<300 – Brothers: A Tale of Two Sons


There’s no single thing that makes Brothers great. It’s not the setting (fantastic!), the story (classic!), or the soundtrack (sweeping!) All of these things, were they just put together, would be little more than a pale shadow of PS2-era classic Ico. Instead, Brothers manages to be more than just the sum of its parts.

What makes Brothers great is the deceptively simple control scheme. The left stick and trigger control the brown haired older brother, the right stick and trigger the blonde mopped younger. It starts off easily enough, with the smaller brother slipping through gates to unlock doors while the elder reaches switches just out of reach. Puzzles increase in complexity as the game goes on, but the controls do not, staying intuitive.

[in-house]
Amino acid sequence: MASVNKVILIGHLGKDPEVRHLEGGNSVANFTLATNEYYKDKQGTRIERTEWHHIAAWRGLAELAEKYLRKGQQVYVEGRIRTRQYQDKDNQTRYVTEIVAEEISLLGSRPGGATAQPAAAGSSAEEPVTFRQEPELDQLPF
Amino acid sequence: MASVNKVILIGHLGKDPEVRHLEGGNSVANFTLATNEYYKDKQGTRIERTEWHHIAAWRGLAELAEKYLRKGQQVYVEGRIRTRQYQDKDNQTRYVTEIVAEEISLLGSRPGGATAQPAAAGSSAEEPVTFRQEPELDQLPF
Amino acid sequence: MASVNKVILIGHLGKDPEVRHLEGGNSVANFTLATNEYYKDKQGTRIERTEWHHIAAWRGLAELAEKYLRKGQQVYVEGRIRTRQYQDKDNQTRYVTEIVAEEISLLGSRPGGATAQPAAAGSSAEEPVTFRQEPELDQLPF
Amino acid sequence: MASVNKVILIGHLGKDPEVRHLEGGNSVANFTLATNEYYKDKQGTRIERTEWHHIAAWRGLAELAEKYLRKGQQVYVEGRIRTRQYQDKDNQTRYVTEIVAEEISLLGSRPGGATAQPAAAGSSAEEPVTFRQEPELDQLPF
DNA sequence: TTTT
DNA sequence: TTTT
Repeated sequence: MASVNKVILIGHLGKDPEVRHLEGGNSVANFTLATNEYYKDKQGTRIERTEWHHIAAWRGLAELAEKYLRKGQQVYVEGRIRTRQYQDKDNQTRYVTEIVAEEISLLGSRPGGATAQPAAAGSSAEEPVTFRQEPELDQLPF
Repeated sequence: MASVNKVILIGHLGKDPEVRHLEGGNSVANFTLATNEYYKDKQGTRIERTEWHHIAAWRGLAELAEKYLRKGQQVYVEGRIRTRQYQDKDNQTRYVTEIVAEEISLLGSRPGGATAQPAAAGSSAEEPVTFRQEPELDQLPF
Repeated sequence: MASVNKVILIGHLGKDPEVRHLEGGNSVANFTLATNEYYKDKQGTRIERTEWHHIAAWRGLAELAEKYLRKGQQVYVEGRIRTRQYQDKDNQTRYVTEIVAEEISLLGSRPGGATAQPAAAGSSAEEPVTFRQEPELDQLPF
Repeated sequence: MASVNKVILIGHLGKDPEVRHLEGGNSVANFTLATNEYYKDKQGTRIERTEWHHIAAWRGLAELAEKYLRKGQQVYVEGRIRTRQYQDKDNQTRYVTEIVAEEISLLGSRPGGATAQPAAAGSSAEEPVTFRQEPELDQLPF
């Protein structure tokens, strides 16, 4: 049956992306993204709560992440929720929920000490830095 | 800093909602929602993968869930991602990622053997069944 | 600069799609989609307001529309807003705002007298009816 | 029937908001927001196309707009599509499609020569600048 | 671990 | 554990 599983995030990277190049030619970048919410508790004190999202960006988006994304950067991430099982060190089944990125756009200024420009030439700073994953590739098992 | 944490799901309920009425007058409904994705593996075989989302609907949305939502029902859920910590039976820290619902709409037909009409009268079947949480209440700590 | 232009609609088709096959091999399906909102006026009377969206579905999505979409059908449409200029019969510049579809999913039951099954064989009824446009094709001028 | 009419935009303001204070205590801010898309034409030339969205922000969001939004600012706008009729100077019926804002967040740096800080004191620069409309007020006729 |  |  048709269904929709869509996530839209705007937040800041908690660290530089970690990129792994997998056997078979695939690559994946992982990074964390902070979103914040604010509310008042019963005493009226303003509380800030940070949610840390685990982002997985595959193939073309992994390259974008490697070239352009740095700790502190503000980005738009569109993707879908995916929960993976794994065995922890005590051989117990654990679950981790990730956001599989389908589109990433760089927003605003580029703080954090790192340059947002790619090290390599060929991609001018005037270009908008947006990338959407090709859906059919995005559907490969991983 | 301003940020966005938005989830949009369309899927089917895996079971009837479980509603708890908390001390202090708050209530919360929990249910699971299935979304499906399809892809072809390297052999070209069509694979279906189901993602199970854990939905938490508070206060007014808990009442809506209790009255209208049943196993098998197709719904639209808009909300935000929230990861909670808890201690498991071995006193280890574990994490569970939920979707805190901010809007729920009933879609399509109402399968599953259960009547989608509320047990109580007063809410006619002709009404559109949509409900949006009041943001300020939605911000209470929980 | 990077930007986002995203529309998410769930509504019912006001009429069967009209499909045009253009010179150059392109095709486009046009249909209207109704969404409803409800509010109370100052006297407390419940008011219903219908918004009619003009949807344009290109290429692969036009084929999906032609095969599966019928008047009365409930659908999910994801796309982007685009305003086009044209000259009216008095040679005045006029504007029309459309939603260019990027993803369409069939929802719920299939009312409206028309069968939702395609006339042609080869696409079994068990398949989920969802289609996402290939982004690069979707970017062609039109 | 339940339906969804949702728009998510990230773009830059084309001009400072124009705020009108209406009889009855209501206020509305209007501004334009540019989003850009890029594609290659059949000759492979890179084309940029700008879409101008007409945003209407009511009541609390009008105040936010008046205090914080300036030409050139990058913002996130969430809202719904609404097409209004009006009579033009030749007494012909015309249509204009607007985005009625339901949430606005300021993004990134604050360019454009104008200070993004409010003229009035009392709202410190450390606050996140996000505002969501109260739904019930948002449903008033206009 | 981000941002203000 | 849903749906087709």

Controlling the older brother with the tried-and-true left stick feels effortless, a reflection of the kind of comfort with your body that only comes with age. The younger brother instead darts around, stumbling from place to place in a pale pantomime of his partner. It feels maddening at first, but you forge ahead.

It’s what having a younger sibling feels like. You’re perpetually the left stick, always sure and true, the fumbling of youth long left behind. Playing the game, it’s hard to not always find yourself leading with the elder brother, the left stick, the comfortable and experienced. Even when separated, I tended toward auburn teen instead of the young boy who wasn’t quite comfortable in his skin.

Amazing things happen with these controls, things that dip into the spoiler-y end of the pool, but which you’ll immediately understand when they happen. It’s this seemless blending of tactile feel and emotional theme that elevates Brothers into the realm of greatness.

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